The Texas Resource Review is a website, open to the public at no cost, where all completed Instructional Materials Quality Reviews are published. The website is designed so instructional materials are easily comparable across specific quality criteria and enables districts to sort materials based on their local needs and preferences.

 

Q2: What does it mean to evaluate the quality of instructional materials?

TEA contracts with a private entity to conduct an independent analysis of each instructional material to evaluate its quality. As a part of this process, the agency ensures that the definition of quality is transparently communicated via rubrics that are used to assess all instructional materials.

While the quality evaluation rubrics are customized based on content area and grade band, there are commonalities across all rubrics. For example, all quality evaluation rubrics include:

  • The percentage of Texas Essential Knowledge and Skills (TEKS) coverage as determined by the State Board of Education (SBOE) process
  • An assessment of supports for diverse learners
  • A determination of how easy materials are for teachers to use in the classroom
  • Information about technology requirements, program cost, professional development, and additional language supports.

Examples of criteria unique to English language arts and reading (ELAR) evaluation rubrics are the variety and complexity of texts, how students are required to respond to the texts, and whether materials support the development of foundational literary skills.

 

Q3: How did the Texas Resource Review come about?

This project is required by statute in SB 810, 85(R) and companion legislation in HB 3526, 85(R). These bills require TEA to develop and maintain a web portal that includes: a) general information such as price, technology requirements, etc. for each material on the state adoption list or submitted by a publisher, b) a quality evaluation of the material conducted by a private entity, and the extent to which materials cover the TEKS, and c) a repository of open educational resources accessible at no cost, including state-developed materials.

Additionally, this initiative came about to increase districts’ access to high quality materials. A growing body of research demonstrates that the quality of instructional materials teachers use has a significant impact on student achievement. LEAs across Texas are eager to purchase the best materials for their teachers and students, but free information about the quality of materials can be unorganized, unreliable, and difficult to access. Additionally, reviewing instructional materials is a time-consuming process for the teachers who serve on their LEAs’ review committees. Smaller LEAs, especially, can find the process especially daunting without access to third-party evaluation resources. The TRR website will make this process easier for LEAs by providing free, clear, transparent, user-friendly information about the quality of materials which can be used as part of their local adoption process if desired.

 

Q4: When will the reviews be published?

The agency is planning to publish the first set of reviews on the Texas Resource Review website in November 2019.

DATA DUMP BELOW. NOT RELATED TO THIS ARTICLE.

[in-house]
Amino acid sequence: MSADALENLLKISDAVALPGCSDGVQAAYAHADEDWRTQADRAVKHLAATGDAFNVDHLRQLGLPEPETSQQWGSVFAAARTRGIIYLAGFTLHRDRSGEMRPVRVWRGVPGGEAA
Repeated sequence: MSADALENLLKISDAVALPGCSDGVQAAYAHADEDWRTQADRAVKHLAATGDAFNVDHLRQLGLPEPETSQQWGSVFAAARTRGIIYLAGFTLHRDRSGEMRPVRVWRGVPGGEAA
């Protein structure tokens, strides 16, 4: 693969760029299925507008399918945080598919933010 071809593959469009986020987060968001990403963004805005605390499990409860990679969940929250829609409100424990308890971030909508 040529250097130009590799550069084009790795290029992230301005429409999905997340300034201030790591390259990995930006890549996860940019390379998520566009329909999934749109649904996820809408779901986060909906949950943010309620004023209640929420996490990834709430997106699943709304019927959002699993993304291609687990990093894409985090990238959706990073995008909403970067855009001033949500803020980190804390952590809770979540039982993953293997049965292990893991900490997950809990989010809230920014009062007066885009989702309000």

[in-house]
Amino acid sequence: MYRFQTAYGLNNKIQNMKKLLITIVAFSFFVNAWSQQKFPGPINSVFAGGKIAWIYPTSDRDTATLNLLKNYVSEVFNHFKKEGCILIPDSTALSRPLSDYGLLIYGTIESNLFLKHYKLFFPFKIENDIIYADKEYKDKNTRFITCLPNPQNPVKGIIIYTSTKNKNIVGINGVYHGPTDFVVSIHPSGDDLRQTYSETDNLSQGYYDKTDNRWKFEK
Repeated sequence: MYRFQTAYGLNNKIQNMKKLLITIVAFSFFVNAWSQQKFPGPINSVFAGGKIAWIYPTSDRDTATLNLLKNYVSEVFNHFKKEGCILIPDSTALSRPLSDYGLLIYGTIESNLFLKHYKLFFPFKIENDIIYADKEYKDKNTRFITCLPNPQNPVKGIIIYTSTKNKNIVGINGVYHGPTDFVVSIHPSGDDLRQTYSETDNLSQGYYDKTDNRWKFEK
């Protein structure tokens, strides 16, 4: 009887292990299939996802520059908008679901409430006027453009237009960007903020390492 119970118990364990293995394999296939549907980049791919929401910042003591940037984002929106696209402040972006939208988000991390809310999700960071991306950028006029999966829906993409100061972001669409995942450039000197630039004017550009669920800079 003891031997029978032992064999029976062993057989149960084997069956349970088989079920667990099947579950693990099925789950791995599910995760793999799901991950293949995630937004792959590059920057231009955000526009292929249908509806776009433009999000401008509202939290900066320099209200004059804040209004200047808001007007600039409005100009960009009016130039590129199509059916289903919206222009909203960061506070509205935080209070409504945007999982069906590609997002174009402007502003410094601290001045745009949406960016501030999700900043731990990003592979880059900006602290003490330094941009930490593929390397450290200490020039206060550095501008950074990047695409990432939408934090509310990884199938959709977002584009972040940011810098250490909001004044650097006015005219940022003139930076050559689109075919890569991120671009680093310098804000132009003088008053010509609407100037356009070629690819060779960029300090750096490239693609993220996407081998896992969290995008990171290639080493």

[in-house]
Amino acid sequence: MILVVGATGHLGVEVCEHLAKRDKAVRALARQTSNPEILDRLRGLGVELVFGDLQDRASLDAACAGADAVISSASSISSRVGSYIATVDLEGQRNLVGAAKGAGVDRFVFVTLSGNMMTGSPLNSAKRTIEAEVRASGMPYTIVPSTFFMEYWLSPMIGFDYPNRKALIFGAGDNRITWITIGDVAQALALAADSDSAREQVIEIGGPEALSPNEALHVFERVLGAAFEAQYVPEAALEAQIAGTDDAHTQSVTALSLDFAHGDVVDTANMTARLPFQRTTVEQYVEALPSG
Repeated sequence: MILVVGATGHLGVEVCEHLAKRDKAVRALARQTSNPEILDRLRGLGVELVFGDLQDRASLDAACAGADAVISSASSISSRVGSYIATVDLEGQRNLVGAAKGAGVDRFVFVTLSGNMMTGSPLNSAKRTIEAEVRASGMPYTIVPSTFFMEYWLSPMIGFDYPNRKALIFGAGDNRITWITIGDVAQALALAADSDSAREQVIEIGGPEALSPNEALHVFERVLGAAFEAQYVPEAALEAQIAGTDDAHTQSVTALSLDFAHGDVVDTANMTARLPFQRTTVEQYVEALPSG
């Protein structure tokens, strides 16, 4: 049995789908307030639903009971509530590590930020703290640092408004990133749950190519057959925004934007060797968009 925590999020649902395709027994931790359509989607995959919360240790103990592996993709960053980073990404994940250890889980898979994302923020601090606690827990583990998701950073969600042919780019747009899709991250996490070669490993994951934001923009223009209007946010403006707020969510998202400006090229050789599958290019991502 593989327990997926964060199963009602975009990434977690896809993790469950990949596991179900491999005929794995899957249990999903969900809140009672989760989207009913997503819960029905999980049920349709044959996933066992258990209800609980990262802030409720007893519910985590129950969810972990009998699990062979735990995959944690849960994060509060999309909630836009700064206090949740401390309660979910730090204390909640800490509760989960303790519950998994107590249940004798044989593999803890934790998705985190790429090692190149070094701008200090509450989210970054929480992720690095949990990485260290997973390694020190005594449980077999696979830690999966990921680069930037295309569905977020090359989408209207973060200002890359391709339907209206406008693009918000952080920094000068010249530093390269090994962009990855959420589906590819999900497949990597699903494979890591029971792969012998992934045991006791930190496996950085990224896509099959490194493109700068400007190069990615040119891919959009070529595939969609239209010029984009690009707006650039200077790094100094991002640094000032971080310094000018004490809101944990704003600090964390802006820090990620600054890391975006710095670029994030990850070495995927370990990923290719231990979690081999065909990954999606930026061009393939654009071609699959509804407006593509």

Q5: Once published, do districts have to use the information?

No. LEAs will maintain complete local control over purchasing decisions. LEAs will continue to have complete autonomy to decide if and how they use the reviews as part of their local decision-making processes.

 

Q6: How does this impact local control? 

TEA believes deeply that LEAs are best positioned to decide which curricula best fit the needs of their teachers and students. The TRR website is designed to complement and strengthen each LEA’s local review process by providing clear and transparent information about the quality of curricula. The TRR does not impact a district's ability to make their own local review and adoption decisions.

 

Q7: How does this align with the State Board of Education's Long-Range Plan?

The State Board of Education adopted a new Long-Range Plan for Public Education that establishes an overall goal of “access and equity so that all children receive what they need to learn, thrive, and grow.” To achieve this vision, one specific recommendation from the SBOE is that TEA “provide a greater array of no-cost or low-cost resources to support high-quality, aligned curriculum and instruction for all educators.”

The Texas Resource Review directly addresses this recommendation. Quality instructional materials are an equalizer in the classroom, so increasing access to free information about the quality of materials will increase equity for students across Texas. Additionally, all quality reviews published on the TRR website will be free to access for all districts. This will increase equity for small and rural districts that have limited resources to review all instructional materials on their own.

 

Q8: How does the Texas Resource Review Support the SBOE process? Are they different?

The Texas Resource Review of instructional materials supports and enhances the establish TEKS-coverage review process. This is demonstrated in the TRR rubrics where the first measure of quality reflects the results of the SBOE’s review process to report the percentage of standards covered. All materials reviewed for quality will also be reviewed through the SBOE’s TEKS-coverage review process, and the results of the SBOE process will be featured as a part of the quality reviews on the TRR website. 

 

Q9: Who has been involved in providing feedback opportunities?

TEA has received feedback from hundreds of stakeholders including but not limited to Texas teachers, district and campus administrators, SBOE members, regional education service centers, numerous Texas associations, and publishers.

 

Q10: How many districts or people have been included in feedback opportunities?